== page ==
I then selected the planet Mars using the search function and went to the Internal Structure information field shown in figure 12.
In the high quality images I found an image of Gale crater which included the landing ellipse and planned initial traverse of Curiosity as shown in figure 13.
Solar Walk version 2 settings, shown in figure 14, still allow you view in 2D Normal, 3D Anaglyph and now you can connect, using the the Apple digital AV adapter, to a 3D HDTV and view Solar Walk in 3D. One can also connect to an external display or TV using the Apple VGA adapter.
There are a few minor problems I have with this latest version of Solar Walk. The Video Tutorial in the Help menu, figure 15, and and the developer’s web site is for the previous version so the new controls and features are not addressed.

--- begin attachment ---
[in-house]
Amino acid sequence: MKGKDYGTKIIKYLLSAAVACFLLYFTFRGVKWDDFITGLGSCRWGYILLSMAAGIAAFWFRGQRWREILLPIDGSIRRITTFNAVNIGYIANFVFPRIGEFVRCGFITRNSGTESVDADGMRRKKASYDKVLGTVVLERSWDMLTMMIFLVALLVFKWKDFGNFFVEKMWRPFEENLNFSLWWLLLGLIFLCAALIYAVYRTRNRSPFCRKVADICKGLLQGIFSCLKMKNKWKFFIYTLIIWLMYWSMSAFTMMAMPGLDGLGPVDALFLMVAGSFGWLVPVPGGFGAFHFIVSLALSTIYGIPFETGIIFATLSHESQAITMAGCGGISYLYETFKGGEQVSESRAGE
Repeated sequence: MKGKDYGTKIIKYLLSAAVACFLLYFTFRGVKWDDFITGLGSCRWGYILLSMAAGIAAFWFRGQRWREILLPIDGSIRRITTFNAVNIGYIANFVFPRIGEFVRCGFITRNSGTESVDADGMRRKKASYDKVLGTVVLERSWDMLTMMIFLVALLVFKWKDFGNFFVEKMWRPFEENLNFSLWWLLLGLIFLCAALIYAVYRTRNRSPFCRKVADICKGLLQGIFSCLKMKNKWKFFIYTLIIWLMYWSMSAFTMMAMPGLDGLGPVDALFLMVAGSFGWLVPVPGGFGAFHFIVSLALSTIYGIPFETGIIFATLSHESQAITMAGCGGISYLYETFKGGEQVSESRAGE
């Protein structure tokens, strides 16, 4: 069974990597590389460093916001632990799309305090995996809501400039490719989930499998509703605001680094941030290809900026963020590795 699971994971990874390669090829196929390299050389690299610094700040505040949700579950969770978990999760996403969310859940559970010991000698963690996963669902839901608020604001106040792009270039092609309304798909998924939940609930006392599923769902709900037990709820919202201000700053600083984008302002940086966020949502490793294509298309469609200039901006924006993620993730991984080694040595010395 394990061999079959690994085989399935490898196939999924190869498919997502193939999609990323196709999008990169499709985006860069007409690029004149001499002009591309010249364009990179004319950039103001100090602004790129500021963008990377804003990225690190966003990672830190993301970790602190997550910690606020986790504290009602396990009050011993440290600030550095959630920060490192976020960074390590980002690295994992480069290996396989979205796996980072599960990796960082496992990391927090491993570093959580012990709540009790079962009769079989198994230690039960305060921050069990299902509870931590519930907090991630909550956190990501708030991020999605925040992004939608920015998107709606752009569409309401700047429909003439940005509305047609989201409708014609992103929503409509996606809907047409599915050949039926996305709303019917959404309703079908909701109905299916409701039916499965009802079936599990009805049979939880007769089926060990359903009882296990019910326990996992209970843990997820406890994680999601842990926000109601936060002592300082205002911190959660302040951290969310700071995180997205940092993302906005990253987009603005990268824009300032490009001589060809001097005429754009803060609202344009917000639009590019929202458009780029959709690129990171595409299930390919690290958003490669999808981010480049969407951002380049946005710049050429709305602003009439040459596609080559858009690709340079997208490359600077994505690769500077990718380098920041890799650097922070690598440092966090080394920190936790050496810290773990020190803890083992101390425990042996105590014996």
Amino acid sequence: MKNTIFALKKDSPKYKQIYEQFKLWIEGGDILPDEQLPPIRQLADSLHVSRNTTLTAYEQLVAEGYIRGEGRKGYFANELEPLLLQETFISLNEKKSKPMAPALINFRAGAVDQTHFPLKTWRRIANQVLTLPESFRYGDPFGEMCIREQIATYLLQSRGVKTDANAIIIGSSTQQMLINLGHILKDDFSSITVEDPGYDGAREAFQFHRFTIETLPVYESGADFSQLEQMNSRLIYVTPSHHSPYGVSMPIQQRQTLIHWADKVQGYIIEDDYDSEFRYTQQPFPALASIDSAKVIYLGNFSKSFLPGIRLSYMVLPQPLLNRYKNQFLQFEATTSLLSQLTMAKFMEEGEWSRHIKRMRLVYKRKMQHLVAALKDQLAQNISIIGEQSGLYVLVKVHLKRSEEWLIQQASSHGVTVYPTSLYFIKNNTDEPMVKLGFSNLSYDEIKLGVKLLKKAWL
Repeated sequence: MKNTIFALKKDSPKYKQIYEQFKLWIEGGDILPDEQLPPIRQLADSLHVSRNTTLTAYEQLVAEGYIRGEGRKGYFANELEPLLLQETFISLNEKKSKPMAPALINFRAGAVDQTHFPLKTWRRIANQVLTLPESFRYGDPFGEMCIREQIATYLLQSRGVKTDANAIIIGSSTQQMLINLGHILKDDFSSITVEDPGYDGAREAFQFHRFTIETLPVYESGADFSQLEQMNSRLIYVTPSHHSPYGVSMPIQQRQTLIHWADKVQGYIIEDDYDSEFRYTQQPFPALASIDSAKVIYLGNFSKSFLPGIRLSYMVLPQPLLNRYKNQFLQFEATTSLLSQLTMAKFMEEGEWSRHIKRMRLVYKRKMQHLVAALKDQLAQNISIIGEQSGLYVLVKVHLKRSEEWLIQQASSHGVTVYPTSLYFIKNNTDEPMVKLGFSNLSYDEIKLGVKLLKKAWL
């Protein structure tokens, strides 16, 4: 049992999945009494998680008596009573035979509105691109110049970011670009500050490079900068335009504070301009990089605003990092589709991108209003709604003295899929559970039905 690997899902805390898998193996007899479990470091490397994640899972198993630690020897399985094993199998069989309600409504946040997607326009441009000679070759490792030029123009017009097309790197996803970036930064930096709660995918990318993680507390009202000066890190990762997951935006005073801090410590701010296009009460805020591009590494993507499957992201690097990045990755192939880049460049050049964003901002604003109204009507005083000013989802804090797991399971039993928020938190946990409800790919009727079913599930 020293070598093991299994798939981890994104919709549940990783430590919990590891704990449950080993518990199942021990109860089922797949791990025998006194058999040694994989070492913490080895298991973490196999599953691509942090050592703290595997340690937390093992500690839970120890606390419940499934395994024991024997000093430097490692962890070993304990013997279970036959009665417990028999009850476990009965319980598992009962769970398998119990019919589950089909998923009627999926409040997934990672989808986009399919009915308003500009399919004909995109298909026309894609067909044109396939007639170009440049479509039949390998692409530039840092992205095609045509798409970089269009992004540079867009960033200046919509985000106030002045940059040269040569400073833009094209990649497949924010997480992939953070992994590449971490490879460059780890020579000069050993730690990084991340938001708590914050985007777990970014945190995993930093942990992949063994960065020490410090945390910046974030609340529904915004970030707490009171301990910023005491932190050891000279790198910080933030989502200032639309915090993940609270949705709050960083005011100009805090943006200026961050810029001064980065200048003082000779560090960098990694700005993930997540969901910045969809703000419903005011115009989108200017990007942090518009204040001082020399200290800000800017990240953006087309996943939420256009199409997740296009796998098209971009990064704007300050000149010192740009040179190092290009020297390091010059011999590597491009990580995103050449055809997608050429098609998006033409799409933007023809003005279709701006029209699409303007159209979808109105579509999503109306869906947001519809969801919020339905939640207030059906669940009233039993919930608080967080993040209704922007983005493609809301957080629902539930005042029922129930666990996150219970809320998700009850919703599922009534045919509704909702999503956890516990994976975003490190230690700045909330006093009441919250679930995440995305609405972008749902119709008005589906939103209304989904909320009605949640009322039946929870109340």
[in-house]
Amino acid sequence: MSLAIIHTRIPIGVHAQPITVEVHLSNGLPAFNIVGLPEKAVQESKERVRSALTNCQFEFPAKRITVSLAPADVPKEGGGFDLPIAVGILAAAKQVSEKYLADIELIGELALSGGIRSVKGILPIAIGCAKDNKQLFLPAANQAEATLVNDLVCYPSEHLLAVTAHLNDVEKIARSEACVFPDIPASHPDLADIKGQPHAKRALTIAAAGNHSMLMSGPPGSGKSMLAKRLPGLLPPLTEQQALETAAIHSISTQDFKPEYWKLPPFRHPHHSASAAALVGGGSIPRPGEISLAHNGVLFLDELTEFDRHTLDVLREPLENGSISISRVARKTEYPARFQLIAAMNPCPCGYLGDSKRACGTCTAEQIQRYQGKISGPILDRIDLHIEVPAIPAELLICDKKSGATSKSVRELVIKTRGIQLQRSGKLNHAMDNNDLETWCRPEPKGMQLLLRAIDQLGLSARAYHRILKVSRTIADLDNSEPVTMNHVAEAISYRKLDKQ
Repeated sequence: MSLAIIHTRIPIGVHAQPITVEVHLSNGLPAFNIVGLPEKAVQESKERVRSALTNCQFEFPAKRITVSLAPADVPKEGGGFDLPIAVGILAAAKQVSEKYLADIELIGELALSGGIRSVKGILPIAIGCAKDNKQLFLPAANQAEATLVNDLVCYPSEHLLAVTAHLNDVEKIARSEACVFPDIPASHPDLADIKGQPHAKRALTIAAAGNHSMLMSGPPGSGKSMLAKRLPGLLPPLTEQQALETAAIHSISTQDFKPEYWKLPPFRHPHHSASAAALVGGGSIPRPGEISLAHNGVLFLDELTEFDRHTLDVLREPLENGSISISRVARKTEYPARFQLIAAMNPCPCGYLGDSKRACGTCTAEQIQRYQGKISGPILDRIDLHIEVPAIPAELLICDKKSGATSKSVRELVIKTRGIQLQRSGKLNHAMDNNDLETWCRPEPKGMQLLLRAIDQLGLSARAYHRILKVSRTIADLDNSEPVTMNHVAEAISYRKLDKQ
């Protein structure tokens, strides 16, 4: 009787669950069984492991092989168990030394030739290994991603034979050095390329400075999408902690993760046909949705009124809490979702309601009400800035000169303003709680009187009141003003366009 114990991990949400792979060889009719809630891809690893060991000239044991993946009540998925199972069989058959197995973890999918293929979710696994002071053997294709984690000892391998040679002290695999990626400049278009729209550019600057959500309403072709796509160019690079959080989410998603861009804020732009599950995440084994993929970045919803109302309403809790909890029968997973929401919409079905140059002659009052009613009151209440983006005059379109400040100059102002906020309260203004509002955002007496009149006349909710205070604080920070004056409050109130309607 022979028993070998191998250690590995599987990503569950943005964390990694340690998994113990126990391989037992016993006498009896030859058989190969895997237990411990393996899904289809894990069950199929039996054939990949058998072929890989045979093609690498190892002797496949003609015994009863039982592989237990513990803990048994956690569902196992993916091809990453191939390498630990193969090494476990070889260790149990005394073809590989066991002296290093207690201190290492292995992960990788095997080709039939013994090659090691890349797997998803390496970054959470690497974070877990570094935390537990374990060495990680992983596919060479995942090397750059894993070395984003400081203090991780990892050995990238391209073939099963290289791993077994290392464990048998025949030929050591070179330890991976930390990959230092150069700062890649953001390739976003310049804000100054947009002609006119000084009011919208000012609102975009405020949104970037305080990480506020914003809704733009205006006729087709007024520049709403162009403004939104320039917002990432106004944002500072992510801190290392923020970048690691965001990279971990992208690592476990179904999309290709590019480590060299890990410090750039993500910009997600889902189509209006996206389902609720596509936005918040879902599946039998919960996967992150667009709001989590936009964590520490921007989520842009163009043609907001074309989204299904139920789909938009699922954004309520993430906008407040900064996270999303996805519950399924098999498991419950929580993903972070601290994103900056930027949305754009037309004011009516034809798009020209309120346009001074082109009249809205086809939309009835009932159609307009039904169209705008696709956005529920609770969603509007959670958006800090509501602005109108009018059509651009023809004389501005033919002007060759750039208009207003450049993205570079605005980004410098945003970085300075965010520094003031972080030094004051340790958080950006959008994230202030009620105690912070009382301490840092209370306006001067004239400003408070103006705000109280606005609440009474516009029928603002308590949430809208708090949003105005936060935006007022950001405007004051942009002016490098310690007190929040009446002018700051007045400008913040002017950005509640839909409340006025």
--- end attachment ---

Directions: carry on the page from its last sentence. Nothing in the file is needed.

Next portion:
I would still like to see the correct number of moons associated with the planet information. Jupiter currently has 50 named and 14 provisional moons according to NASA. Solar Walk only addresses the four Galilean satellites. Saturn, according to NASA, has 52 named moons and 9 provisional moons but only 8 are addressed in Solar Walk. Uranus has 27 moons according to NASA , Solar Walk addresses only 5. Neptune, according to NASA, has 13 moons and only 4 are addressed in Solar Walk. Solar walk does identify 3 of the now 5 moons belonging to Pluto. I think it would be helpful if they just included this information in the general information or figures for each planet.
I would also like to see, in a future release, Air Play included in either the settings page or the share page shown in figure 16.
I like the upgrades provided in Solar Walk version 2. The application is entertaining and useful as an astronomy educational tool. I look forward to future updates that may address the few concerns I expressed in this review. I’m awarding this this application a MyMac.com 9 out of 10.